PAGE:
“We can’t have business as usual, and I like that she’s not waiting her time — but she wants to make this time her own,” said Aaron Jenkins, a 37-year-old who works in education policy and attended the National Action Network’s breakfast honoring the King holiday on Monday.
Her centrist standing in the party could also turn out to be an asset. Her campaign advisers, which include several people who helped shepherd her from San Francisco to Capitol Hill, believe she is well-suited to build coalitions within the Democratic electorate, because she is not tethered to a single faction.
However, even before she formally entered the race, Ms. Harris was criticized by some in her own party.
One of her top aides, Larry Wallace, resigned in December after revelations that he was involved in a harassment lawsuit and a 0,000 settlement while working for the California Department of Justice. Ms. Harris has said she did not know about the settlement, but she apologized and took “full responsibility” for hiring Mr. Wallace.
Critics on Ms. Harris’s left have also called her record into question, pointing to a dramatic increase in the state’s prison population during her years in public office.
“Kamala Harris is a cop” goes one often-repeated criticism that floods the senator’s social media accounts.
“There were cases where folks who made a decision in my office and didn’t consult me and I regret that,” Ms. Harris said Monday when asked about some of her more controversial cases. “But there’s a lot of what I did as a prosecutor that I’m proud of.”
A Quinnipiac University poll in mid-December illustrated Ms. Harris’s potential, finding her with a favorable rating among Democrats but with the majority of respondents still wanting “to hear more.” About 40 percent of Democrats had a favorable opinion of her, compared with just 4 percent who viewed her unfavorably.
Ms. Harris, the first major candidate for president from California in over a quarter-century, could also benefit from changes to the 2020 nominating calendar. Her native state has moved up its primary to early March, immediately after the first four early-nominating states, presenting the possibility that she could capture a large trove of delegates just as the contest gets underway.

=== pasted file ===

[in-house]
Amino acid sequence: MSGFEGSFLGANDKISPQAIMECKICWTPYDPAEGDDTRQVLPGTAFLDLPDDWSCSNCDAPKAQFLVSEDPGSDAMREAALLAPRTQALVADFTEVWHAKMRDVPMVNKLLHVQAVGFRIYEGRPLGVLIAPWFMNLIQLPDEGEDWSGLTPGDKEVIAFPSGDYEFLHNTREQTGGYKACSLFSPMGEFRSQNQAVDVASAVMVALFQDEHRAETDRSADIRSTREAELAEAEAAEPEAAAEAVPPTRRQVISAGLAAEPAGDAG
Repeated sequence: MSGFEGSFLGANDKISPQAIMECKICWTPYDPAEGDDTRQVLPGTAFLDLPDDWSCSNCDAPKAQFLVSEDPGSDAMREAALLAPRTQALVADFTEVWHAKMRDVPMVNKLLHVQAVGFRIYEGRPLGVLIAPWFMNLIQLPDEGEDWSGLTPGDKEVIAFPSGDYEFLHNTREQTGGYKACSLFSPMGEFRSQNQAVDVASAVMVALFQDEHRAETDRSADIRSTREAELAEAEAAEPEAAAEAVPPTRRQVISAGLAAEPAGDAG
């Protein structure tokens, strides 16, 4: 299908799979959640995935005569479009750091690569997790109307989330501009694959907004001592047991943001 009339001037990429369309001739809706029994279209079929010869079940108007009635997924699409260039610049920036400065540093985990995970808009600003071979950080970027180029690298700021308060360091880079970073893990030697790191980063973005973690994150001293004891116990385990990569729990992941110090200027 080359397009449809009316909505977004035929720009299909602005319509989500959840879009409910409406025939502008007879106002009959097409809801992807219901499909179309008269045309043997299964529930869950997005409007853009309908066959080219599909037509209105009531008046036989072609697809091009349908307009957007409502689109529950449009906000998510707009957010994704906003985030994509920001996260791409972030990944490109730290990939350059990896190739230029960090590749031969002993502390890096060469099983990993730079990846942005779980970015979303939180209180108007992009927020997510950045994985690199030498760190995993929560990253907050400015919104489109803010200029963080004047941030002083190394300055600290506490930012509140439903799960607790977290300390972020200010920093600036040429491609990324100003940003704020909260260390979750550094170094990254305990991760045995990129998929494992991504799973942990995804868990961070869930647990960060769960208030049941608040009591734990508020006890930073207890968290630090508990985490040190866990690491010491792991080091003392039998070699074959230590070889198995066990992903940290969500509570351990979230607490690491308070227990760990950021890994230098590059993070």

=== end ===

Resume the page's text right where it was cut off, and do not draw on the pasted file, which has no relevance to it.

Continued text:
Republicans were quick to denigrate her candidacy on Monday.
“Kamala Harris is arguably the least-vetted Democrat running for president, but it’s already clear how unqualified and out of touch she is,” the Republican National Committee said in a statement, adding, “All she has to show for her brief time in the Senate is a radically liberal voting record.”
Ms. Harris’s campaign will be based in Baltimore with a second office in Oakland. Among the staff members she announced Monday was Maya Harris, her sister, who was a senior adviser to Hillary Clinton’s 2016 campaign and will serve as Ms. Harris’s campaign chair.
The campaign also premiered a logo that reads “Kamala Harris For The People” in blue and red letters across a yellow background. It was intended as another nod to Ms. Chisholm, who used a similar color scheme for her presidential campaign in 1972.B:
红鹰马报免费大全【登】【记】【员】【脸】【腾】【得】【红】【了】，【手】【护】【住】【自】【己】【某】【个】【部】【位】，【小】【声】【的】【答】，“【我】……【还】【行】。” 【顾】【小】【橙】【突】【然】【觉】【得】【气】【氛】【有】【点】【不】【对】，【急】【忙】【转】【移】【话】【题】，“【呃】…【那】【你】【知】【不】【知】【道】【云】【梧】【夫】【妻】【现】【在】【在】【哪】【里】【呢】？” 【登】【记】【员】【摇】【头】，“【不】【知】【道】，【他】【们】【有】【没】【有】【找】【到】【女】【儿】【都】【没】【人】【知】【道】，【反】【正】【随】【着】【云】【家】【落】【入】【外】【人】【手】【里】，【云】【梧】【夫】【妇】【也】【随】【着】【没】【了】【消】【息】，【他】【们】【那】【个】【女】【儿】【就】【更】
【怎】【么】【短】【短】【几】【天】【就】【让】【他】【住】【了】【卧】【室】？ 【看】【来】【这】【个】【少】【年】【在】【大】【小】【姐】【心】【里】【的】【地】【位】【还】【蛮】【高】【的】。 【不】【过】【那】【个】【少】【年】【好】【像】【有】【点】【眼】【熟】【啊】…… 【他】【总】【觉】【得】【自】【己】【应】【该】【见】【过】【他】【的】，【可】【是】【怎】【么】【也】【想】【不】【起】【来】【了】。 “【怎】【么】【了】【吗】？【王】【叔】？” 【门】【外】【半】【天】【没】【有】【动】【静】，【王】【管】【家】【又】【不】【是】【那】【种】【一】【声】【不】【吭】【就】【离】【开】【的】【人】。 【听】【到】【南】【妤】【潇】【的】【声】【音】，【王】【管】【家】【回】【过】【神】
【林】【熙】【面】【带】【笑】【容】【说】【到】 “【我】【不】【知】【道】【该】【怎】【么】【称】【呼】，【是】【叫】【伯】【父】【还】【是】【应】【该】【叫】【爸】” 【慕】【爸】【爸】【微】【笑】【着】【说】【道】 “【这】【茶】【不】【错】！” 【林】【熙】【心】【领】【神】【会】，【赶】【忙】【起】【身】【斟】【好】【一】【杯】【茶】，【双】【手】【捧】【在】【慕】【爸】【爸】【面】【前】 “【爸】，【您】【喝】【茶】！” 【慕】【爸】【爸】【接】【过】【茶】【杯】，【先】【嗅】【了】【嗅】，【然】【后】【轻】【轻】【摇】【晃】【了】【摇】【晃】，【送】【到】【唇】【边】【抿】【了】【一】【口】，【说】【到】 “【丫】【头】，【坐】，【不】【用】【拘】【礼】
【故】【事】【总】【会】【有】【完】【结】【的】【时】【候】，【这】【本】【书】【前】【期】【是】【真】【的】【写】【出】【我】【想】【要】【写】【的】【内】【容】，【原】【本】【打】【算】【塑】【造】【的】【夏】【亦】，【是】【哥】【谭】【里】【的】【那】【位】‘【小】【丑】’，【可】【惜】【到】【了】【第】【三】【季】【的】【时】【候】，【被】【编】【辑】【提】【醒】【了】，【但】【就】【算】【如】【此】，【后】【面】【还】【是】【被】【封】【了】。 【以】【至】【于】【原】【本】【的】【大】【纲】【切】【了】，【重】【新】【编】【排】【出】【异】【界】【入】【侵】、【核】【爆】【夏】【亦】【的】【内】【容】。 【这】【里】，【我】【给】【诸】【位】【说】【说】【原】【本】【的】【剧】【情】【是】【怎】【么】【样】【的】。 红鹰马报免费大全，【重】【复】【章】【节】，【马】【上】【替】【换】 【她】【一】【把】【伸】【手】【揽】【过】【小】【甜】【心】【的】【腰】，【将】【其】【拉】【入】【怀】【中】，【另】【一】【只】【手】【去】【接】【甜】【心】【手】【里】【的】【小】【玉】【瓶】。 “【小】【祖】【宗】【啊】，【可】【别】【乱】【动】【这】【个】！” 【小】【甜】【心】【睁】【着】【一】【双】【懵】【懂】【的】【翠】【绿】【色】【的】【大】【眼】【睛】，【好】【奇】【地】【看】【着】【她】。 “【怎】【么】【了】？” 【朝】【歌】【捏】【着】【小】【玉】【瓶】，【揽】【着】【甜】【心】【的】【小】【腰】【过】【去】【将】【玉】【瓶】【放】【在】【了】【桌】【子】【上】。 【转】【身】【拉】【着】【小】【甜】【心】【坐】
【沈】【翔】【虽】【然】【借】【用】【了】【龙】【雪】【怡】【的】【力】【量】，【但】【此】【刻】【却】【觉】【得】【自】【己】【和】【廖】【少】【云】【还】【有】【一】【些】【差】【距】，【在】【那】【股】【震】【荡】【之】【中】，【两】【人】【为】【了】【避】【开】【那】【股】【反】【冲】【的】【力】【量】，【不】【由】【自】【己】【地】【后】【退】【开】【来】。 【那】【座】【山】【瞬】【间】【消】【失】，【被】【夷】【为】【平】【地】。 【沈】【翔】【降】【落】【在】【地】【面】【之】【后】，【只】【看】【见】【廖】【少】【云】【满】【头】【乱】【发】，【脸】【上】【满】【是】【震】【惊】【之】【色】，【因】【为】【刚】【才】【的】【交】【锋】【中】，【他】【看】【出】【沈】【翔】【的】【实】【力】【不】【比】【他】【差】【太】【远】。
【楚】【笑】【微】【轻】【声】【笑】【了】，“【不】【清】【楚】【你】【那】【句】【话】【是】【真】【的】，【但】【我】【愿】【意】【相】【信】【这】【句】【话】【是】‘【真】【心】【实】【意】’。” 【看】【见】【楚】【笑】【微】【迈】【开】【脚】【步】，【陈】【月】【心】【里】【着】【急】。 “【没】【事】【的】。”【叶】【楚】【凡】【抓】【住】【陈】【月】【手】【腕】，【这】【个】【时】【候】【相】【信】【微】【微】【他】【们】。 【就】【像】【陈】【宋】【秋】【说】【的】【一】【样】，【如】【果】【贺】【黎】【吃】【药】【连】【四】【个】【人】【都】【打】【不】【过】，【干】【脆】【放】【弃】【机】【关】【术】【比】【较】【好】。 【贺】【黎】【本】【来】【能】【走】【的】，【偏】【偏】【留】